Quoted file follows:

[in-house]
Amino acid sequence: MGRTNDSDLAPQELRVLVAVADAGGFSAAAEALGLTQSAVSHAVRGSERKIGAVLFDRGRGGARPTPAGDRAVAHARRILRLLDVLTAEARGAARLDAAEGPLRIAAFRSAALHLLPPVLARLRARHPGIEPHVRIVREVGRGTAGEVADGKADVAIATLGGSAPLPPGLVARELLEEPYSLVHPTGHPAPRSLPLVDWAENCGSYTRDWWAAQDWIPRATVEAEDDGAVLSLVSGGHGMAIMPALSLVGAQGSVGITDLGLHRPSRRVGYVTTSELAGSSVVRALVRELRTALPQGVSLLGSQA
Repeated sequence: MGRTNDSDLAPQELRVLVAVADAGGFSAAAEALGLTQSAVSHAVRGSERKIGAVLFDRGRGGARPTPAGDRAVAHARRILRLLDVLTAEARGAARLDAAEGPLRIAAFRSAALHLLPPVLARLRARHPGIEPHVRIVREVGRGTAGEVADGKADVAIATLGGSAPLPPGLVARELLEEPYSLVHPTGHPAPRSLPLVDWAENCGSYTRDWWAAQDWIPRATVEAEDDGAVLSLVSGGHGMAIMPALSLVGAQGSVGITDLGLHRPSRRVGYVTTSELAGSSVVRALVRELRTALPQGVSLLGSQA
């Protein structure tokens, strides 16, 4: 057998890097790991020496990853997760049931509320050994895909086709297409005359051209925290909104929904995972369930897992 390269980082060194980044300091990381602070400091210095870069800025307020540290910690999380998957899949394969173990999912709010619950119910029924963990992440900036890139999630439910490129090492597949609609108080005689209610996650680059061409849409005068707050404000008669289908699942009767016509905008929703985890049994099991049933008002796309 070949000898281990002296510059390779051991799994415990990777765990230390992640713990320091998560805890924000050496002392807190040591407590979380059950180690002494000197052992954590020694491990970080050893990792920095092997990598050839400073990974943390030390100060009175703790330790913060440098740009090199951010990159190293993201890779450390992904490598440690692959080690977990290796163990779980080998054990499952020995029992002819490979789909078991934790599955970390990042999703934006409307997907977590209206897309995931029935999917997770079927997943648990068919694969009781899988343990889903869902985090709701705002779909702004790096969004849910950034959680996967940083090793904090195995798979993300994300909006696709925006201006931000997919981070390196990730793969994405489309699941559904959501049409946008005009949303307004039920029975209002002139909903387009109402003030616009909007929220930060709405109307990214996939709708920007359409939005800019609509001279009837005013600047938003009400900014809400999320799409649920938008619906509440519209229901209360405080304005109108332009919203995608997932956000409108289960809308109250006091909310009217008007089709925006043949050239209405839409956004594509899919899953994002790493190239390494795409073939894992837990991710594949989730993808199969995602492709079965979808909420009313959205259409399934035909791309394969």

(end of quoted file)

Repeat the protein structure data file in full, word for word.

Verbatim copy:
[in-house]
Amino acid sequence: MGRTNDSDLAPQELRVLVAVADAGGFSAAAEALGLTQSAVSHAVRGSERKIGAVLFDRGRGGARPTPAGDRAVAHARRILRLLDVLTAEARGAARLDAAEGPLRIAAFRSAALHLLPPVLARLRARHPGIEPHVRIVREVGRGTAGEVADGKADVAIATLGGSAPLPPGLVARELLEEPYSLVHPTGHPAPRSLPLVDWAENCGSYTRDWWAAQDWIPRATVEAEDDGAVLSLVSGGHGMAIMPALSLVGAQGSVGITDLGLHRPSRRVGYVTTSELAGSSVVRALVRELRTALPQGVSLLGSQA
Repeated sequence: MGRTNDSDLAPQELRVLVAVADAGGFSAAAEALGLTQSAVSHAVRGSERKIGAVLFDRGRGGARPTPAGDRAVAHARRILRLLDVLTAEARGAARLDAAEGPLRIAAFRSAALHLLPPVLARLRARHPGIEPHVRIVREVGRGTAGEVADGKADVAIATLGGSAPLPPGLVARELLEEPYSLVHPTGHPAPRSLPLVDWAENCGSYTRDWWAAQDWIPRATVEAEDDGAVLSLVSGGHGMAIMPALSLVGAQGSVGITDLGLHRPSRRVGYVTTSELAGSSVVRALVRELRTALPQGVSLLGSQA
């Protein structure tokens, strides 16, 4: 057998890097790991020496990853997760049931509320050994895909086709297409005359051209925290909104929904995972369930897992 390269980082060194980044300091990381602070400091210095870069800025307020540290910690999380998957899949394969173990999912709010619950119910029924963990992440900036890139999630439910490129090492597949609609108080005689209610996650680059061409849409005068707050404000008669289908699942009767016509905008929703985890049994099991049933008002796309 070949000898281990002296510059390779051991799994415990990777765990230390992640713990320091998560805890924000050496002392807190040591407590979380059950180690002494000197052992954590020694491990970080050893990792920095092997990598050839400073990974943390030390100060009175703790330790913060440098740009090199951010990159190293993201890779450390992904490598440690692959080690977990290796163990779980080998054990499952020995029992002819490979789909078991934790599955970390990042999703934006409307997907977590209206897309995931029935999917997770079927997943648990068919694969009781899988343990889903869902985090709701705002779909702004790096969004849910950034959680996967940083090793904090195995798979993300994300909006696709925006201006931000997919981070390196990730793969994405489309699941559904959501049409946008005009949303307004039920029975209002002139909903387009109402003030616009909007929220930060709405109307990214996939709708920007359409939005800019609509001279009837005013600047938003009400900014809400999320799409649920938008619906509440519209229901209360405080304005109108332009919203995608997932956000409108289960809308109250006091909310009217008007089709925006043949050239209405839409956004594509899919899953994002790493190239390494795409073939894992837990991710594949989730993808199969995602492709079965979808909420009313959205259409399934035909791309394969």